Implementation of Green Deal Industrial Plan and Fit for 55 Package Demonstrate EU’s Progress in Decreasing Emissions

Climate Progress in the First Half of 2003

Rating: A-Significant Progress

The most recent EU emissions data come from Eurostat and details emissions over the fourth quarter (Q4) of 2022. Eurostat has written on its website that it plans to update its emissions charts in August 2023, so emissions data for the first quarter of 2023 (January-March) should be available now. In Q4 of 2022, the EU’s total greenhouse gas emissions were 938 million tonnes of CO2 equivalents, which marked a notable increase from its 853 million tonnes of CO2 equivalents in Q3 of 2022. The largest portion of emissions in the EU in Q4 of 2022 came from the manufacturing sector.

The Green Deal Industrial Plan is one of the new policies that the EU implemented on February 1, 2023, aiming to accelerate the transition to climate neutrality by scaling up the EU’s manufacturing capacity for net-zero technologies. Numerous acts fall under the realm of this plan, one of which is the Net-Zero Industry Act.

The Net-Zero Industry Act aims to simplify the regulatory framework surrounding net-zero technologies and to improve the European Union’s ability to invest in these technologies. Some of the pivotal parts of the act include each of the EU’s Member States designating one national authority to facilitate and coordinate the permit-granting process for net-zero technology manufacturing projects. Applications for net-zero technology projects are set to be assessed by Member States within a month, a Net-Zero Europe Platform has been established that will discuss how the financing of net-zero strategic project promoters’ projects can be completed, and Member States have agreed to provide data to the European Commission each year detailing net-zero technology developments and market trends, net-zero technology manufacturing capacity, and value and volume of imports into the European Union.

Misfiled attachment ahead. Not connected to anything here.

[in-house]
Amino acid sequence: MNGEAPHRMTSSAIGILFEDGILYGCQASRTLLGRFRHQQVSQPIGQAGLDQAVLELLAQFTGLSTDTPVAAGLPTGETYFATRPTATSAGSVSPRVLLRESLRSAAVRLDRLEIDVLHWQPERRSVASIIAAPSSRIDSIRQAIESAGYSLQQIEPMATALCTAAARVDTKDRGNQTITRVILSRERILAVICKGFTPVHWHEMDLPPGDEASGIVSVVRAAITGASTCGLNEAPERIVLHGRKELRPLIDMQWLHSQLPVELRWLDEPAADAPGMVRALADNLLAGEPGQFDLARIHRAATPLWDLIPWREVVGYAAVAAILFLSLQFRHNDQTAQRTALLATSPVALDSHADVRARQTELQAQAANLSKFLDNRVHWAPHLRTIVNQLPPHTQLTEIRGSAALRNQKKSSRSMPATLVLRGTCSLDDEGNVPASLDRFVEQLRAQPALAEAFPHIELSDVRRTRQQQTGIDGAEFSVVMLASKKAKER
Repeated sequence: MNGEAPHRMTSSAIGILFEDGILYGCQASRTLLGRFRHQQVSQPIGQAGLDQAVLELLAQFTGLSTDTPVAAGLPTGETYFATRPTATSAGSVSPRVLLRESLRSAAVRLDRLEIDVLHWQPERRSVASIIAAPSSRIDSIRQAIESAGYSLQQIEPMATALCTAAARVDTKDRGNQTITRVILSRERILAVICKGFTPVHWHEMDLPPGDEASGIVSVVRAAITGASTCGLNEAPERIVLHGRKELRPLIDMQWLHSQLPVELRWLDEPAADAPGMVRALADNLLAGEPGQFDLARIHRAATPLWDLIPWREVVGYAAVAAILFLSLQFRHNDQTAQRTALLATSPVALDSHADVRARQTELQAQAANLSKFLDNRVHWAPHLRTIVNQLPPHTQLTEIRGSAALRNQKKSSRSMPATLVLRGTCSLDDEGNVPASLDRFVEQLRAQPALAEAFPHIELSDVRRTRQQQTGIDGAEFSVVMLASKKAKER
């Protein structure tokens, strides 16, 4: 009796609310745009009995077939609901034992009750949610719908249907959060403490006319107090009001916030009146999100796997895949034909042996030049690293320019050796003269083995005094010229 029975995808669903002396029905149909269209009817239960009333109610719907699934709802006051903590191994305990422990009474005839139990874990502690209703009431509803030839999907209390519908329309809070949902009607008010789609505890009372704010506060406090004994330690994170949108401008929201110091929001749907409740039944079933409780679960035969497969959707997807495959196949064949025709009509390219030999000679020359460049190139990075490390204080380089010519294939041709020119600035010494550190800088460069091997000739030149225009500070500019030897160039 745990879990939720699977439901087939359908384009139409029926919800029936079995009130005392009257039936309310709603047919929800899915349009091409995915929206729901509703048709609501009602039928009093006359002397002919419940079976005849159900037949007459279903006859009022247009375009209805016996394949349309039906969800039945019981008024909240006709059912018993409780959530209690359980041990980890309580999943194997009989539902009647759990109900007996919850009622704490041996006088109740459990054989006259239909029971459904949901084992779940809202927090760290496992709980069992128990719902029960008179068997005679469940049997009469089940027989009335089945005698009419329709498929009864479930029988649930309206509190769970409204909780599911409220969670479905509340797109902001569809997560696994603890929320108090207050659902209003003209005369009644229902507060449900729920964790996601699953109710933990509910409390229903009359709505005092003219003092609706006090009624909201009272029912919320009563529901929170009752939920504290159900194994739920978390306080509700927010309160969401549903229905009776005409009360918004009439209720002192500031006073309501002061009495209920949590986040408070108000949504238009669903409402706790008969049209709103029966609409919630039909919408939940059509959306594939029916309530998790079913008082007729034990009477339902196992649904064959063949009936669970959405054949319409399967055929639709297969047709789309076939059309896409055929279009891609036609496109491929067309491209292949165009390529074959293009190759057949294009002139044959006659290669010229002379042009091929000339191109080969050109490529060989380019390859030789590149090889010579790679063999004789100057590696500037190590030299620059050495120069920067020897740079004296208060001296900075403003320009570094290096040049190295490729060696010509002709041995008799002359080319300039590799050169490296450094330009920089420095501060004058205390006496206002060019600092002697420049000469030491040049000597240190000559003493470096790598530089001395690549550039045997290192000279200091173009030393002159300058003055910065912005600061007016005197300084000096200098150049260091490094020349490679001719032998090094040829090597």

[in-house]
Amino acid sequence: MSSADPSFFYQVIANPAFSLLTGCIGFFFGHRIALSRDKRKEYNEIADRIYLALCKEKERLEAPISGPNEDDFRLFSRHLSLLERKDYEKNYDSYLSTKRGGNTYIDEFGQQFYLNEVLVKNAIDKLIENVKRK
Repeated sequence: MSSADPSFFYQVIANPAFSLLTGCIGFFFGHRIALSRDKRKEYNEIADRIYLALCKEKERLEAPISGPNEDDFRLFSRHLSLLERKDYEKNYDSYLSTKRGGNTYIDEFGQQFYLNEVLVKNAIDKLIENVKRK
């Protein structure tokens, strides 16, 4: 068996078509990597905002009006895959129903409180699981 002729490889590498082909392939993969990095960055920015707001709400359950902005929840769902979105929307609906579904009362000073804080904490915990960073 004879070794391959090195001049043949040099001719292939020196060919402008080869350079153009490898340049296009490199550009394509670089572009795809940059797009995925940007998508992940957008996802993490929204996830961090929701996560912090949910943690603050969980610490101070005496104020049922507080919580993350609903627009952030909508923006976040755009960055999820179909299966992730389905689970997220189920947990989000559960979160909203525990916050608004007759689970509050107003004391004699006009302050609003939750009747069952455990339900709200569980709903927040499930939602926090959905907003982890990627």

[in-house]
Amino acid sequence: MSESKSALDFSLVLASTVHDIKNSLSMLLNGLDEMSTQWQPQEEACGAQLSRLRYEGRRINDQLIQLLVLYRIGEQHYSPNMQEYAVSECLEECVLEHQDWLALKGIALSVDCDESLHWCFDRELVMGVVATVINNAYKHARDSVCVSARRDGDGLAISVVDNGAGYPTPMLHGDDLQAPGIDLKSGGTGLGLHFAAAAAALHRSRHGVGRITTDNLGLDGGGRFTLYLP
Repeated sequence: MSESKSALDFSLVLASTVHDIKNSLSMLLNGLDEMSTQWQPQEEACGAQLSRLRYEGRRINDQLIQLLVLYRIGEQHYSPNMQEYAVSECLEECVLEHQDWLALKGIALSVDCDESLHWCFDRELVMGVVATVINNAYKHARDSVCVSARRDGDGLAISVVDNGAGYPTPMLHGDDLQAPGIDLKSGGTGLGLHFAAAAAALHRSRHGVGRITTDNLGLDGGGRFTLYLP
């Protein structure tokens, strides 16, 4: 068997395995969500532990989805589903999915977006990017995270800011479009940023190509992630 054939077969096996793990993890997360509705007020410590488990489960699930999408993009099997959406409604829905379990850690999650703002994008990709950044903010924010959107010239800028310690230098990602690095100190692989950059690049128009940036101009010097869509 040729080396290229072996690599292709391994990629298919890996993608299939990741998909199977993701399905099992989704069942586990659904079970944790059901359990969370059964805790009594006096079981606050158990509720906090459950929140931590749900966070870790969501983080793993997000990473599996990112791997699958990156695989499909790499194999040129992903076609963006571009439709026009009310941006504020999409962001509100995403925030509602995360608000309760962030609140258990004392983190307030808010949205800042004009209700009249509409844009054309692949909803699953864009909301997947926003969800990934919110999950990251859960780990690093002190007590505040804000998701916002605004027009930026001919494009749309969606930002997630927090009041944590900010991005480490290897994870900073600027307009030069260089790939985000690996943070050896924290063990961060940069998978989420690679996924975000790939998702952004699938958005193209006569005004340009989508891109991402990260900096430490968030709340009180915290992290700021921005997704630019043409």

The  Net Zero Industry Act will enhance skills for net-zero technologies by setting up dedicated training programs through Net-Zero Academies and facilitating the portability of qualifications in regulated professions. The academies, each focussing on one net-zero industry technology, will aim to train 100.000 learners each within three years of establishment.